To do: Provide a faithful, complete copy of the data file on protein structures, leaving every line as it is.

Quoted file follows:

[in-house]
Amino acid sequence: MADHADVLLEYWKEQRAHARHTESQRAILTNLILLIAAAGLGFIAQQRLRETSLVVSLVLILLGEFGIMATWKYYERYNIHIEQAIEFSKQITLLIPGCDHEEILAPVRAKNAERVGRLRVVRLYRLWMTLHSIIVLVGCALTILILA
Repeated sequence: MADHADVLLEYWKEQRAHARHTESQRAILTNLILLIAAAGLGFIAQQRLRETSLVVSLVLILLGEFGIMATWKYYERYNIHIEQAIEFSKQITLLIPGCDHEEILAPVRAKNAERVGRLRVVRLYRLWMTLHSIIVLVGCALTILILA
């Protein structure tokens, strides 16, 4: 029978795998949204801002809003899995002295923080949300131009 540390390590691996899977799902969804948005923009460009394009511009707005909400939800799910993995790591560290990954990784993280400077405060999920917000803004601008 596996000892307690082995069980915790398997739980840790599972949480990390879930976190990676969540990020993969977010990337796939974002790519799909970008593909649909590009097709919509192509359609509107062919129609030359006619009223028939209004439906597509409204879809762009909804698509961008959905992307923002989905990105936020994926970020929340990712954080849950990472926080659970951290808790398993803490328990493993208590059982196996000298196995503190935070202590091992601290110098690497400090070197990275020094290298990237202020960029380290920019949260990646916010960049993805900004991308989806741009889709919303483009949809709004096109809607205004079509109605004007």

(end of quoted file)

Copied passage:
[in-house]
Amino acid sequence: MADHADVLLEYWKEQRAHARHTESQRAILTNLILLIAAAGLGFIAQQRLRETSLVVSLVLILLGEFGIMATWKYYERYNIHIEQAIEFSKQITLLIPGCDHEEILAPVRAKNAERVGRLRVVRLYRLWMTLHSIIVLVGCALTILILA
Repeated sequence: MADHADVLLEYWKEQRAHARHTESQRAILTNLILLIAAAGLGFIAQQRLRETSLVVSLVLILLGEFGIMATWKYYERYNIHIEQAIEFSKQITLLIPGCDHEEILAPVRAKNAERVGRLRVVRLYRLWMTLHSIIVLVGCALTILILA
């Protein structure tokens, strides 16, 4: 029978795998949204801002809003899995002295923080949300131009 540390390590691996899977799902969804948005923009460009394009511009707005909400939800799910993995790591560290990954990784993280400077405060999920917000803004601008 596996000892307690082995069980915790398997739980840790599972949480990390879930976190990676969540990020993969977010990337796939974002790519799909970008593909649909590009097709919509192509359609509107062919129609030359006619009223028939209004439906597509409204879809762009909804698509961008959905992307923002989905990105936020994926970020929340990712954080849950990472926080659970951290808790398993803490328990493993208590059982196996000298196995503190935070202590091992601290110098690497400090070197990275020094290298990237202020960029380290920019949260990646916010960049993805900004991308989806741009889709919303483009949809709004096109809607205004079509109605004007």